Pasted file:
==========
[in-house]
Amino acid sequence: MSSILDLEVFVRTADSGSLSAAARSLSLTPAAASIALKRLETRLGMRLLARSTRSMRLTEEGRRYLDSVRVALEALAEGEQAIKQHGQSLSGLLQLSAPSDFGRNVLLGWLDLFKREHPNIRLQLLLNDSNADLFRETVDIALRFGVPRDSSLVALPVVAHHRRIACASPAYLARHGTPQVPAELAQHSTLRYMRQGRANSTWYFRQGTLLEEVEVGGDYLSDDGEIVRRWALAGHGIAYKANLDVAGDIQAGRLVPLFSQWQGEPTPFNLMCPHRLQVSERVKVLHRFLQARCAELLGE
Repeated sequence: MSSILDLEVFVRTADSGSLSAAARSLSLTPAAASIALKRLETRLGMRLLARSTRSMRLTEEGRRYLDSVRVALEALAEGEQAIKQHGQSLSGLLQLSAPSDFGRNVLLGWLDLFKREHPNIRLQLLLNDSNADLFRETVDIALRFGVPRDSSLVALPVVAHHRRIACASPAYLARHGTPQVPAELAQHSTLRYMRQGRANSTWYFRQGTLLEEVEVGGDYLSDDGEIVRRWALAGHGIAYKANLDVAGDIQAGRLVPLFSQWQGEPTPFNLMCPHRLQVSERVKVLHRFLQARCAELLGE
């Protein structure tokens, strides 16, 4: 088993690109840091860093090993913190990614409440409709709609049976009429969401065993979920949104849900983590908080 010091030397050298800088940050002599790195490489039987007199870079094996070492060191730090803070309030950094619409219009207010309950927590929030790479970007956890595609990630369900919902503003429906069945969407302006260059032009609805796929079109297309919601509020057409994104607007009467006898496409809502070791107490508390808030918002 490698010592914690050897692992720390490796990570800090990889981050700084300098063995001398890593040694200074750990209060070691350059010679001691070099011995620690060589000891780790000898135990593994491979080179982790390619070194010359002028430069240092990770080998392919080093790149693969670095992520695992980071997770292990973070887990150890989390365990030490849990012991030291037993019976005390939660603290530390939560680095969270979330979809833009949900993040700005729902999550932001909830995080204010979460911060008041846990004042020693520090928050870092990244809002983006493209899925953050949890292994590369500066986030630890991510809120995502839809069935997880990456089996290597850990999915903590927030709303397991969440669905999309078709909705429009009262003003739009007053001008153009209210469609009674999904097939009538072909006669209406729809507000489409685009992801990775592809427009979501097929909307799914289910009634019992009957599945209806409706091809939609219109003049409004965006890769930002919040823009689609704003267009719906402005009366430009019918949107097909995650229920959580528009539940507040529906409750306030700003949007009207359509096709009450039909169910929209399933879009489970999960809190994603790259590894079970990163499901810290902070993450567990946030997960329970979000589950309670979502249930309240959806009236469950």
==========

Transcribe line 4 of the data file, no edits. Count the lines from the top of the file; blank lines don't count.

């Protein structure tokens, strides 16, 4: 088993690109840091860093090993913190990614409440409709709609049976009429969401065993979920949104849900983590908080 010091030397050298800088940050002599790195490489039987007199870079094996070492060191730090803070309030950094619409219009207010309950927590929030790479970007956890595609990630369900919902503003429906069945969407302006260059032009609805796929079109297309919601509020057409994104607007009467006898496409809502070791107490508390808030918002 490698010592914690050897692992720390490796990570800090990889981050700084300098063995001398890593040694200074750990209060070691350059010679001691070099011995620690060589000891780790000898135990593994491979080179982790390619070194010359002028430069240092990770080998392919080093790149693969670095992520695992980071997770292990973070887990150890989390365990030490849990012991030291037993019976005390939660603290530390939560680095969270979330979809833009949900993040700005729902999550932001909830995080204010979460911060008041846990004042020693520090928050870092990244809002983006493209899925953050949890292994590369500066986030630890991510809120995502839809069935997880990456089996290597850990999915903590927030709303397991969440669905999309078709909705429009009262003003739009007053001008153009209210469609009674999904097939009538072909006669209406729809507000489409685009992801990775592809427009979501097929909307799914289910009634019992009957599945209806409706091809939609219109003049409004965006890769930002919040823009689609704003267009719906402005009366430009019918949107097909995650229920959580528009539940507040529906409750306030700003949007009207359509096709009450039909169910929209399933879009489970999960809190994603790259590894079970990163499901810290902070993450567990946030997960329970979000589950309670979502249930309240959806009236469950």